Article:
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Data Leak

What is a data leak?

The short answer:

A data leak refers to confidential or sensitive information being unintentionally exposed, either externally or internally, due to insufficient security measures.

The long answer:

A data leak is a security incident where confidential, protected or sensitive data is released to an environment where the data is not meant to exist. It can happen because of various reasons such as system vulnerabilities, improper disposal of data, operational errors, or even malicious insider threats. The data that is leaked could range from personal and financial data such as credit card details, social security numbers, to corporate financial figures or sensitive intellectual property.

This exposure can lead to serious ramifications including damage to a company's reputation, financial loss, and legal consequences. Companies are usually highly invested in preventing data leaks in order to guard their business and customer data. Regular security audits, a reliable data security framework, strong user access control and a proactive cyber security culture are some of the ways that companies can work to prevent data leaks.

Data Leaks in Public Clouds

Cloud environments are often particularly vulnerable to data leaks for two crucial reasons: data volumes and complexity. The cloud enables businesses to store massive volumes of data, often far beyond what could be managed on local servers. Moreover, cloud environments usually consist of multiple services deployed across different regions and many specialized data stores.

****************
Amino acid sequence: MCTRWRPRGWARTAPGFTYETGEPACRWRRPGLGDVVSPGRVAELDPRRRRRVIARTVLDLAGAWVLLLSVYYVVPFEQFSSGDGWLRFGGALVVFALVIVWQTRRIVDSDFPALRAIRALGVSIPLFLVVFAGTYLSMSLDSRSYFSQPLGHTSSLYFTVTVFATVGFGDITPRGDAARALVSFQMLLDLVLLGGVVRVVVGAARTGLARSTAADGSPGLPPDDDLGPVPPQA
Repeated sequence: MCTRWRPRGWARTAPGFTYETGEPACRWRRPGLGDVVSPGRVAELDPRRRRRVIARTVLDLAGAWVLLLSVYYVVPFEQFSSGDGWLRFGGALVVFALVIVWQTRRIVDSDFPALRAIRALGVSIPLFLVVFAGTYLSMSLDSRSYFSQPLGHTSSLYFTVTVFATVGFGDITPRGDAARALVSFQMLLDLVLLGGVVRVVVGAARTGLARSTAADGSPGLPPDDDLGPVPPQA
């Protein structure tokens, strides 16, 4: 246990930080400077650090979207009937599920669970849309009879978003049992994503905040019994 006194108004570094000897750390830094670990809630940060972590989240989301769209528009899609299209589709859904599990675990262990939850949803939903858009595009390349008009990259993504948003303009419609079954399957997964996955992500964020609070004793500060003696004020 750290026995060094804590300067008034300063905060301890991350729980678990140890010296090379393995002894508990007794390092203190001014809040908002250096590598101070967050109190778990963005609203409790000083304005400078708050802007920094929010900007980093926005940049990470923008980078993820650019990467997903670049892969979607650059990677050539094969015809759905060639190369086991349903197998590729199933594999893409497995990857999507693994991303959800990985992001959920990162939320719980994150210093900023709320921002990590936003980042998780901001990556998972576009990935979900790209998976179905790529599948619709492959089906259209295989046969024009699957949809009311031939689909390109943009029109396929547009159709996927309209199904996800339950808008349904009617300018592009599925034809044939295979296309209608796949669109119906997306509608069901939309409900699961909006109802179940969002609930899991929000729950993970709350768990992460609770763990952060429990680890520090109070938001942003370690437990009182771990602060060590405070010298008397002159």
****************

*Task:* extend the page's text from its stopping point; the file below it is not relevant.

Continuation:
This complexity may result in unclear or inadequate security configurations, making the system more susceptible to inadvertent leaks. In some cases, data may be stored or transferred on the cloud without the appropriate security measures, such as server-side encryption or access controls. These misconfigurations are a common cause of data leaks in the cloud – and has even affected cybersecurity companies, as was the case in the 2021 Cognyte data leak incident.

Even as cloud service providers implement various security measures to protect their platforms, ongoing management and configuration of these environments predominantly falls on the client’s shoulders. Organizations need to invest in effective cloud security controls, methodologies, and well-trained staff to ensure all areas of their cloud presence are secured, reducing the likelihood of data leaks.

Data Breach vs Data Leak

Is there a difference between these terms?

The terms 'data leak' and 'data breach' are frequently used interchangeably. In some contexts, ‘leak’ might be used to describe unintentional exposure of confidential or sensitive information (as was the case in the Cognyte incident above, or other instance of misconfigurations): whereas a data breach might refer to a malicious act of data exfiltration. However, these delineations are not particularly strong in common usage, so you probably shouldn’t get too caught up on them.

Whether intentional or accidental, any case of unauthorized access to data can have dire consequences including financial loss, reputation damage, and punitive penalties from regulatory bodies. 

How Dig Prevents Data Leaks

  • Dig’s Cloud Data Security Platform provides a unified cloud-based data loss prevention (DLP) solution designed for end-to-end protection across multi-cloud environments.
  • Dig uses agentless data discovery to identify sensitive data in diverse and complex environments. This enables them to locate sensitive data in managed and unmanaged databases, and several storage options.
  • After data discovery, Dig classifies the data according to an organization's data security and privacy policies, including specific compliance frameworks.
  • Dig continuously monitors the cloud account for changes in data flows, misconfigurations and new services. It also provides real-time analysis of whether the cloud account is set up according to industry and domain-specific best practices. 
  • Dig’s DDR allows security teams to respond to security breaches in real time. For instance, Dig can identify a mass download of cloud data to a local machine within minutes of its occurrence.